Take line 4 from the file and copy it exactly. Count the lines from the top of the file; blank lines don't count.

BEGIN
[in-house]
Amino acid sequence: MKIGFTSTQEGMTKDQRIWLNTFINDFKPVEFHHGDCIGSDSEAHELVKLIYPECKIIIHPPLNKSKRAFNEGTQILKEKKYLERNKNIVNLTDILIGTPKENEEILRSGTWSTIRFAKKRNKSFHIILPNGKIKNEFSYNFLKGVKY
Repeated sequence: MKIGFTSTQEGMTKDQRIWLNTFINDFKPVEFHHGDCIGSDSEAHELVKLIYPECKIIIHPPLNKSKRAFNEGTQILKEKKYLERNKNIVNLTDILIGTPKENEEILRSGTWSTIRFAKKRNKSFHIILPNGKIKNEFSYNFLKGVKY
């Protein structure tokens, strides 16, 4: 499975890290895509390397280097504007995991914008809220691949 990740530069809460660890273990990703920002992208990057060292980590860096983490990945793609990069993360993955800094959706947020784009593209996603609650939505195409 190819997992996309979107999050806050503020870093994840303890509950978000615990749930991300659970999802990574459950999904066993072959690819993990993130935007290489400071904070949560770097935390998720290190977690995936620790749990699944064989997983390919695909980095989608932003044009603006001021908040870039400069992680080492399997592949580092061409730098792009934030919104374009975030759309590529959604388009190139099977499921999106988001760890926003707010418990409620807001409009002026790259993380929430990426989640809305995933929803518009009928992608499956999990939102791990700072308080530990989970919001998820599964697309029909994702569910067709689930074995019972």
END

């Protein structure tokens, strides 16, 4: 499975890290895509390397280097504007995991914008809220691949 990740530069809460660890273990990703920002992208990057060292980590860096983490990945793609990069993360993955800094959706947020784009593209996603609650939505195409 190819997992996309979107999050806050503020870093994840303890509950978000615990749930991300659970999802990574459950999904066993072959690819993990993130935007290489400071904070949560770097935390998720290190977690995936620790749990699944064989997983390919695909980095989608932003044009603006001021908040870039400069992680080492399997592949580092061409730098792009934030919104374009975030759309590529959604388009190139099977499921999106988001760890926003707010418990409620807001409009002026790259993380929430990426989640809305995933929803518009009928992608499956999990939102791990700072308080530990989970919001998820599964697309029909994702569910067709689930074995019972």